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Karl Friedrich Louis Dobermann

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Louis Dobermann
Born(1834-01-02)2 January 1834
Died9 June 1894(1894-06-09) (aged 60)

Louis Dobermann (/ˈdbərmən/; German pronunciation: [ˈdoːbɐman]; 2 January 1834 – 9 June 1894) was the first breeder of the Dobermann. He started the creation of this dog breed in the town of Apolda, in the Grand Duchy of Saxe-Weimar-Eisenach around 1890, following the Franco-Prussian War.[1]

Dobermann served in the dangerous role of local tax collector, and ran the Apolda dog pound.[2] With access to dogs of many breeds, he aimed to create a breed that would be ideal for protecting him during his collections, which took him through many dangerous, bandit-infested areas.[3] He set out to breed a new type of dog that, in his opinion, would be the perfect combination of strength, loyalty, intelligence, and ferocity. Later, Otto Goeller and Philip Gruening continued to develop the breed to become the dog that is seen today.[4]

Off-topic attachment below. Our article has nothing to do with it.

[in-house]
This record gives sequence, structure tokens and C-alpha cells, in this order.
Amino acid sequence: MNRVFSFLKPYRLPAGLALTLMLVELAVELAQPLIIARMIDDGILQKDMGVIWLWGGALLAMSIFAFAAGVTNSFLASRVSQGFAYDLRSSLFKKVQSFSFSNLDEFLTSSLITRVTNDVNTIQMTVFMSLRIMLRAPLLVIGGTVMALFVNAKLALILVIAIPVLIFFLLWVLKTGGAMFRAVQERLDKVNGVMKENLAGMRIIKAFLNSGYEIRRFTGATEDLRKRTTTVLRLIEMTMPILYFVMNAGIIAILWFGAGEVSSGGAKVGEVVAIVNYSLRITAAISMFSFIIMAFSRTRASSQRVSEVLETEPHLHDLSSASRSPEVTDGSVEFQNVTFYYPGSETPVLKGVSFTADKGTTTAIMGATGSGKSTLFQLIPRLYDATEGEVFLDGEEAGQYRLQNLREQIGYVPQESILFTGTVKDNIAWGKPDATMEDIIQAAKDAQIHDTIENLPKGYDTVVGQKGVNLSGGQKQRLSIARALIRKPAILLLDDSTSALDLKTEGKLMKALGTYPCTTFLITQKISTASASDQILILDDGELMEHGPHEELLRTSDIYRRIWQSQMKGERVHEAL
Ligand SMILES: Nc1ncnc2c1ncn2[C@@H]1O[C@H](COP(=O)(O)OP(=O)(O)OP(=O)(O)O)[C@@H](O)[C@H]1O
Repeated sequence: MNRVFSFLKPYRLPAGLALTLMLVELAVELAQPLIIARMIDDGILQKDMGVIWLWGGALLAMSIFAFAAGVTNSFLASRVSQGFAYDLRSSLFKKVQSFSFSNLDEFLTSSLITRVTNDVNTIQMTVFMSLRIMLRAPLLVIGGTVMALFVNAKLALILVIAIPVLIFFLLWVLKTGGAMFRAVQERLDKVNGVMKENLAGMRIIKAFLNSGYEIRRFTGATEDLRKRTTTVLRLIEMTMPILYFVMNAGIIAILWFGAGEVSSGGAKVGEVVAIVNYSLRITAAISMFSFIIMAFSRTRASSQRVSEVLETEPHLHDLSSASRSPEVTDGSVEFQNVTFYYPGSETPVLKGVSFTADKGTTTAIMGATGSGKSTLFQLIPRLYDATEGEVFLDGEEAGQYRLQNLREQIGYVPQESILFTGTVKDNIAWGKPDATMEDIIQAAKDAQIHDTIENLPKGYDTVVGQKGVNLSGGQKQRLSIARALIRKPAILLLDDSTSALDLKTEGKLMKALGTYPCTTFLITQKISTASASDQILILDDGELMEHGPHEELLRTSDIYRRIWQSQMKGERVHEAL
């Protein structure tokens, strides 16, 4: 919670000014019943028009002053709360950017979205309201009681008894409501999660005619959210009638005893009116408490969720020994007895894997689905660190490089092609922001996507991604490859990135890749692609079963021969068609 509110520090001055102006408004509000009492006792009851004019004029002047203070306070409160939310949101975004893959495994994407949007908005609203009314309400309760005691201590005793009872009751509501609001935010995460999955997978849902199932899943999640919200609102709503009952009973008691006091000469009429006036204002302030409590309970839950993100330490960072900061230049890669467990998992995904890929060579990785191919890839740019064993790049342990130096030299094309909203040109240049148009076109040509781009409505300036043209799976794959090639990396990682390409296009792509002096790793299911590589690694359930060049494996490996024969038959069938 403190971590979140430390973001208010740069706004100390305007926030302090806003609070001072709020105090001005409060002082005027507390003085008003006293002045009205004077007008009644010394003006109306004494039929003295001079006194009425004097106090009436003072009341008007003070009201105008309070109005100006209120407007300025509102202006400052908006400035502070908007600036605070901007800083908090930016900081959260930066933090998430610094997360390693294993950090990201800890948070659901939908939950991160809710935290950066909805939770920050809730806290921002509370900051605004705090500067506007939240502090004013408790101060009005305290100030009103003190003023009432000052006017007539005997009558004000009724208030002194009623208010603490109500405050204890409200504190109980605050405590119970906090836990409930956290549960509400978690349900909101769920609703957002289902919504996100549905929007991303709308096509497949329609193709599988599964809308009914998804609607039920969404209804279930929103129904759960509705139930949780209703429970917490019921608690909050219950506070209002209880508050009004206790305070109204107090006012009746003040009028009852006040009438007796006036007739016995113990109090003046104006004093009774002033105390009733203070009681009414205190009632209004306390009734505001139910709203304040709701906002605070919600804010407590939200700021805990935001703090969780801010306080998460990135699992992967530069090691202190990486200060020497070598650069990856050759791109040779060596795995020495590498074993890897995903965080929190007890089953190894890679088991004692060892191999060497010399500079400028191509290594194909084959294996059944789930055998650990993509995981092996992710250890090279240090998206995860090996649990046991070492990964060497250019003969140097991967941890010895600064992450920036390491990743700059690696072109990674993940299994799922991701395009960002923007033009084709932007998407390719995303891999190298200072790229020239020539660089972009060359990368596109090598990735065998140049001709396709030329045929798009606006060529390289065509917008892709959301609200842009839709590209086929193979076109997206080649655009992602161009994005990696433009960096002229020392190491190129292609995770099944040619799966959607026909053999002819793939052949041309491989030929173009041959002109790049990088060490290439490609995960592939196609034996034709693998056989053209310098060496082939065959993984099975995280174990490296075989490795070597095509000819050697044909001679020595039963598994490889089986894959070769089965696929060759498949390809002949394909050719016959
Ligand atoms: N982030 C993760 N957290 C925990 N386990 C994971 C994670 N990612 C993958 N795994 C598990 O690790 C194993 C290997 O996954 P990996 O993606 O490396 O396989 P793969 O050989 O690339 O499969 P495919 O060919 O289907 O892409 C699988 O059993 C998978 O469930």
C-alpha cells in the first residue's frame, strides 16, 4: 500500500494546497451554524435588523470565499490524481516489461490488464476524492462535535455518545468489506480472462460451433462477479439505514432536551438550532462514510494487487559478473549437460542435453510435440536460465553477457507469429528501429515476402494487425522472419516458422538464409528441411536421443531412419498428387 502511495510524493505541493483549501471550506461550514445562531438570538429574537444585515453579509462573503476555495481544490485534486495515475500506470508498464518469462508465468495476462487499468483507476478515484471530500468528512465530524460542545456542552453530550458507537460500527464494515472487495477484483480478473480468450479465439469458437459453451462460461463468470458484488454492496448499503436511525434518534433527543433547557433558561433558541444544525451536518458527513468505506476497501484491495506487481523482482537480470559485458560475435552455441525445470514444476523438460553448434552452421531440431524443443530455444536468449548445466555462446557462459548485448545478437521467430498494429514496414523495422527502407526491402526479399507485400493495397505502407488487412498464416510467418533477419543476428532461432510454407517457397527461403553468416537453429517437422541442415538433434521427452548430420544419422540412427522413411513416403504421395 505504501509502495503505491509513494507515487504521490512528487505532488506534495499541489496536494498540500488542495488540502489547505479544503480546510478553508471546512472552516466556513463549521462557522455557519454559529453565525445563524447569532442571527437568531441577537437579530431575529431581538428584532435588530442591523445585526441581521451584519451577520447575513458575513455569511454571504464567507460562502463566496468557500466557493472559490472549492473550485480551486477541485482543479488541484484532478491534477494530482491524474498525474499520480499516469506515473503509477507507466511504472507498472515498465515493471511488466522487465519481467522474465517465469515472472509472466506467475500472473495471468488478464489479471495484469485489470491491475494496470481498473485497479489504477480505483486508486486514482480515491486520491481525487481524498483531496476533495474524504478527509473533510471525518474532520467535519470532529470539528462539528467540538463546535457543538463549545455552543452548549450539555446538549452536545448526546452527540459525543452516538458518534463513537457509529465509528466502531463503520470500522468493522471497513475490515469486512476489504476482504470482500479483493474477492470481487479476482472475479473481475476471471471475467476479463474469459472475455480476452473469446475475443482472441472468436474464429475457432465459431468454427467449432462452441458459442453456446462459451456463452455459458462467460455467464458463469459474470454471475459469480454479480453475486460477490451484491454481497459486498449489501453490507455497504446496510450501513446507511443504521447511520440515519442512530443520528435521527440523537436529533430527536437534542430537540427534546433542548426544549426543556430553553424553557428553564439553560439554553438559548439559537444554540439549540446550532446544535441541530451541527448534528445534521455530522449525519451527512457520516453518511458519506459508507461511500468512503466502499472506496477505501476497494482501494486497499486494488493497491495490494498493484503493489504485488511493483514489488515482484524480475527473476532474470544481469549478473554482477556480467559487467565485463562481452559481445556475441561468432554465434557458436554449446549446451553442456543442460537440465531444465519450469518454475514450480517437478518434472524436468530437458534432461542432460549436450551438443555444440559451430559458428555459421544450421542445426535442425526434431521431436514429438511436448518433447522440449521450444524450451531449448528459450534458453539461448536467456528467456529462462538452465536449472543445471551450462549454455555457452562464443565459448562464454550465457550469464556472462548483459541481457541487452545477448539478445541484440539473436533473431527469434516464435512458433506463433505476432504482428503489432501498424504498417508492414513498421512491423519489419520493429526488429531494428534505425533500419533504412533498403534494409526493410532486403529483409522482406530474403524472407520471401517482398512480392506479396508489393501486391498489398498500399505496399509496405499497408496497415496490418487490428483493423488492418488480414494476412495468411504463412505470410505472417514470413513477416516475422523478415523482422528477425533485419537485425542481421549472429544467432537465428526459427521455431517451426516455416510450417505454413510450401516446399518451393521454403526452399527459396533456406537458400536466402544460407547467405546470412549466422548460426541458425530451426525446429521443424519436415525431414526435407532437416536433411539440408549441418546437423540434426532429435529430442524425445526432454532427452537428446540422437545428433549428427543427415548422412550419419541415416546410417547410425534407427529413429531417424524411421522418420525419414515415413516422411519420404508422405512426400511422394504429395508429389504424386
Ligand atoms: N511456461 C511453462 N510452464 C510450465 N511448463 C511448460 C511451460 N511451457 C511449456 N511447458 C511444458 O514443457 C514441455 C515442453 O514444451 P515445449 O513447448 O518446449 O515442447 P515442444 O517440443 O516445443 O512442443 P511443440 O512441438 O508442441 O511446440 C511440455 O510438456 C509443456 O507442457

After Dobermann's death in 1894, the Germans named the breed Dobermann-pinscher in his honor, but a half century later dropped the "pinscher" on the grounds that this German word for terrier was no longer appropriate. The British did the same a few years later.


  1. ^ Janice Biniok. The Doberman Pinscher. Ed. TFH Publications Inc, 2009. ISBN 9780793842537. P. 7
  2. ^ Gerritsen, Resi; Haak, Ruud (2007-01-01). K9 Working Breeds: Characteristics and Capabilities. Dog Training Press. p. 177. ISBN 978-1-55059-317-4.
  3. ^ Duggan, Brian Patrick (2023-08-07). Horror Dogs: Man's Best Friend as Movie Monster. McFarland. p. 64. ISBN 978-1-4766-8587-8.
  4. ^ Singh, Rishi (2008-05-23). "Animal stories: Dobermans". The Himalayan Times. Retrieved 2023-11-26.